Why is body mobility so important?
1. The simplest way mobility could be described would be to say: mobility is having controlled full joint excursion. When we are doing our prescribed stretches and exercises it is of the utmost importance to do them with fluidity of movement under control of movement limits and speeds.
2. The epidemiology of back pain is not a pretty figure, 80-85% of us will have back pain within our lifetimes and half of this figure will have days of work accrued over the timeline of their pain. Latest science and experience has pointed us in the direction of injury prevention/reduction. Increasing joint mobility has been at the forefront of preventative musculoskeletal medicine.
3. So when we are out at the gym or doing our prescribed physio exercises specifically for your current injury/injury reduction strategies think about keeping all your movements within your limits of control. Because at the end of the day you are the one getting real-time feedback from your exercises and stretches. If it just doesn’t feel right stop and discuss it with your physio.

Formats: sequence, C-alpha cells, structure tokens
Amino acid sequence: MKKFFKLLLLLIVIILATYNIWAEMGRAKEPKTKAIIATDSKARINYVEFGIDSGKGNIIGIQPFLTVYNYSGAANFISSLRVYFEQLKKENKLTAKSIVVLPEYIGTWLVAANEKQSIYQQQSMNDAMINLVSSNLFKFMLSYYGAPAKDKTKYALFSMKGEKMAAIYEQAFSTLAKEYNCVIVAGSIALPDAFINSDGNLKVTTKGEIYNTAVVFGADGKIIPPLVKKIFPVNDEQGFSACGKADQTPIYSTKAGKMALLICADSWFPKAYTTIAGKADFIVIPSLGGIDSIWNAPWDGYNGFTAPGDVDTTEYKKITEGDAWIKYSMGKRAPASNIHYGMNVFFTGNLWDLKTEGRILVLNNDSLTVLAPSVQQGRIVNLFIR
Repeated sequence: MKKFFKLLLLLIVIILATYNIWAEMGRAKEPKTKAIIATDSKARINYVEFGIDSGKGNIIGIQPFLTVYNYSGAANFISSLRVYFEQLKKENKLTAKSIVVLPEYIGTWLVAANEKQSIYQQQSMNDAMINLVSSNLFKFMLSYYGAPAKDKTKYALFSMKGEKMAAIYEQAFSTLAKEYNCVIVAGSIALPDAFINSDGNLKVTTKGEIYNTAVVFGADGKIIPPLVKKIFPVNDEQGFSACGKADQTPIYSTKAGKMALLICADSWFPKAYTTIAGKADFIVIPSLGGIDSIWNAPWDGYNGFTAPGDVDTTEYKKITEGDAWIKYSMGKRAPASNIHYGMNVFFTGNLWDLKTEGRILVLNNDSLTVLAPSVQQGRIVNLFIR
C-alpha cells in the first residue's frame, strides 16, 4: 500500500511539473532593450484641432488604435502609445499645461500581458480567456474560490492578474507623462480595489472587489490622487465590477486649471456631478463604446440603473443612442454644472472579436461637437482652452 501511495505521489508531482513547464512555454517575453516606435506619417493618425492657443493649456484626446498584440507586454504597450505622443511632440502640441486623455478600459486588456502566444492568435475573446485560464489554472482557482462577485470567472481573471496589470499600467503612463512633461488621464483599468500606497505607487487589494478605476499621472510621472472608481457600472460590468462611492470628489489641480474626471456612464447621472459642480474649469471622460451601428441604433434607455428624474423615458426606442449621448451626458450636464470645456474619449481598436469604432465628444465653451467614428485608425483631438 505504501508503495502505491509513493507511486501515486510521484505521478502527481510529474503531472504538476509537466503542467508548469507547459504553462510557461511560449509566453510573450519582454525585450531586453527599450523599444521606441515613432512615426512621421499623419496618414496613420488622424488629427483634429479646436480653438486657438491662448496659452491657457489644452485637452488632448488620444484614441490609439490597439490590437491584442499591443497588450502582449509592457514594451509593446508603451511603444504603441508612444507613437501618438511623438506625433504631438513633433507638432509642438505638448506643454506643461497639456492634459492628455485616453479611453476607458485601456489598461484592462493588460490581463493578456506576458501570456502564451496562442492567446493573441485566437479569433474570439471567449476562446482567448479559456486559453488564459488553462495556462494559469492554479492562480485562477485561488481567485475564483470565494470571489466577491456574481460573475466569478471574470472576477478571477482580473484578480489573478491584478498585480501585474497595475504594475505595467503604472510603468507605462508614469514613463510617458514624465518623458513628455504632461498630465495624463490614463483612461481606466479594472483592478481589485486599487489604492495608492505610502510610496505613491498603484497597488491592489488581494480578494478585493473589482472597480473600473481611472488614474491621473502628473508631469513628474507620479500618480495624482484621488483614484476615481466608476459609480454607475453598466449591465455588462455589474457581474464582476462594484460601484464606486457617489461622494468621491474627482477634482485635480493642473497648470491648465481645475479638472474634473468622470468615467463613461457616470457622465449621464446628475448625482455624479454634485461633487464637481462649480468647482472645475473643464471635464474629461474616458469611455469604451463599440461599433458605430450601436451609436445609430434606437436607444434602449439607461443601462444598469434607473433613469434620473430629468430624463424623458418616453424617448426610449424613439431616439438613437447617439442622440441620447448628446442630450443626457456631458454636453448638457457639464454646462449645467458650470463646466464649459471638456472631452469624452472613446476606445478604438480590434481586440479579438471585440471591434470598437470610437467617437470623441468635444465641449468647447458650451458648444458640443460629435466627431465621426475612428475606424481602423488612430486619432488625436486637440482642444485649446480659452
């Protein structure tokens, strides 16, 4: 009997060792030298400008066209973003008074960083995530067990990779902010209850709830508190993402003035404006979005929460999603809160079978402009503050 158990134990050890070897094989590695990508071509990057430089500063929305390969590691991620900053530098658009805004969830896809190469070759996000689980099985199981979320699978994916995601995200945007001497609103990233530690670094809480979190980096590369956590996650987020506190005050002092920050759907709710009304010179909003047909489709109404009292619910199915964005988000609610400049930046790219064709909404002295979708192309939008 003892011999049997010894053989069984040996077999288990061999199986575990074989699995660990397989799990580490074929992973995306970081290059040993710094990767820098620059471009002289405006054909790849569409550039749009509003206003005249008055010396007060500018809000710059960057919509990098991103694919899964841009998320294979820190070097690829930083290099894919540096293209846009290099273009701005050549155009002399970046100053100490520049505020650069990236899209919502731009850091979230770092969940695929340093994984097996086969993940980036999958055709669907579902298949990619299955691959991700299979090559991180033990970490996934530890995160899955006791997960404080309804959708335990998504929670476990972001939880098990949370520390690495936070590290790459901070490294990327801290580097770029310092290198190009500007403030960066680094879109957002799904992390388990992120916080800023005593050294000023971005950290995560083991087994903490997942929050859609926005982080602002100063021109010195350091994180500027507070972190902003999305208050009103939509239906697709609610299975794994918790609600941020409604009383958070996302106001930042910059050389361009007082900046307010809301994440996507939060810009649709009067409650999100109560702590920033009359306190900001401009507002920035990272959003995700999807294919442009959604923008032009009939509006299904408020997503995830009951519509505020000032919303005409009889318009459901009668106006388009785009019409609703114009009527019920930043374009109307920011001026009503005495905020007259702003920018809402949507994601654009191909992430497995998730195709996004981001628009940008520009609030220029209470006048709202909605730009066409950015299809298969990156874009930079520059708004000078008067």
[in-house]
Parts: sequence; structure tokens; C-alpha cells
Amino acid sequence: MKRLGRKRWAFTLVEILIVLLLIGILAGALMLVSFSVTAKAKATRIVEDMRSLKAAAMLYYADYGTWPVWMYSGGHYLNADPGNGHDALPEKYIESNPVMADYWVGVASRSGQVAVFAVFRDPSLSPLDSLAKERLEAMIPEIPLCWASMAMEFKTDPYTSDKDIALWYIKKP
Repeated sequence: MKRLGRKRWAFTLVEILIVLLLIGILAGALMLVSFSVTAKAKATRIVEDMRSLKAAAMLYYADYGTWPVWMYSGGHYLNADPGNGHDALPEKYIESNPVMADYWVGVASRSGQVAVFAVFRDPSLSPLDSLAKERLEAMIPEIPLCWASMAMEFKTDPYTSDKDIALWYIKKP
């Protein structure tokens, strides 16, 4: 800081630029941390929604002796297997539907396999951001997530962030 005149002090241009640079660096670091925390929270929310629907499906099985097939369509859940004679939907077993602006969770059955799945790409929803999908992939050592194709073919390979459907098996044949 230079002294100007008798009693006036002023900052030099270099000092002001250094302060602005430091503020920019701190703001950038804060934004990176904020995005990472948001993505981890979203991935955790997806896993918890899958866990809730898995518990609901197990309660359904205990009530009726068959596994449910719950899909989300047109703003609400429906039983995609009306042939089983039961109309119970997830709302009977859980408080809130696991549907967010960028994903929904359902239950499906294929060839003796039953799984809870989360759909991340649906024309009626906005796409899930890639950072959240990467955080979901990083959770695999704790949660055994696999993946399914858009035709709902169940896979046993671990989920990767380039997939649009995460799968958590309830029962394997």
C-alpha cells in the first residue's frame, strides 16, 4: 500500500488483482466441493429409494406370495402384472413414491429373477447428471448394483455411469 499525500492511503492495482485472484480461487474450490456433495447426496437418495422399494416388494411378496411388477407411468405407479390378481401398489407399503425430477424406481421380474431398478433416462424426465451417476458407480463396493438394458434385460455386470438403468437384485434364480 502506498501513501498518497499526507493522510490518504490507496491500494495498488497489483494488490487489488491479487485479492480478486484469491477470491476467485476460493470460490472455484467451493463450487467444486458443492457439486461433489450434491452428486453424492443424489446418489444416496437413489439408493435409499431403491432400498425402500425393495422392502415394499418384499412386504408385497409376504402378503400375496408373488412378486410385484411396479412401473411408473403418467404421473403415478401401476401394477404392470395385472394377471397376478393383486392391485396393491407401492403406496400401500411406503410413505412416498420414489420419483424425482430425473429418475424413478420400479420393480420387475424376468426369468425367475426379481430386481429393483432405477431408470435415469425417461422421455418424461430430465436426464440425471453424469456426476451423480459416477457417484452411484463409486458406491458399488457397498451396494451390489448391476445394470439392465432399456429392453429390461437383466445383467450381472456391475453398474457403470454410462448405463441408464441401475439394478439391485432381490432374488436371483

4. How do I address mobility then, is it simply stretching my muscles? This question is asked very frequently because it is a confusing and confronting topic to those who work on flexibility regularly. Here are some ways to work on mobility:
- PILATES: Controlled flowing movements through the full joint range and is suitable for all body types, genders, and fitness and strength levels.
- Free weight squatting and lunging: helps to increase coordination, joint nutrition and resets our central nervous system after a day of sitting and being sedentary.
- Simply concentrating on the way you move in the gym and even when walking or running. Do so with grace
- Foam rolling and using a pocket physio to make sure our muscle tissue is sliding well
Physiotherapy can help you attain greater mobility from your body.
Joel Watkins (APAM)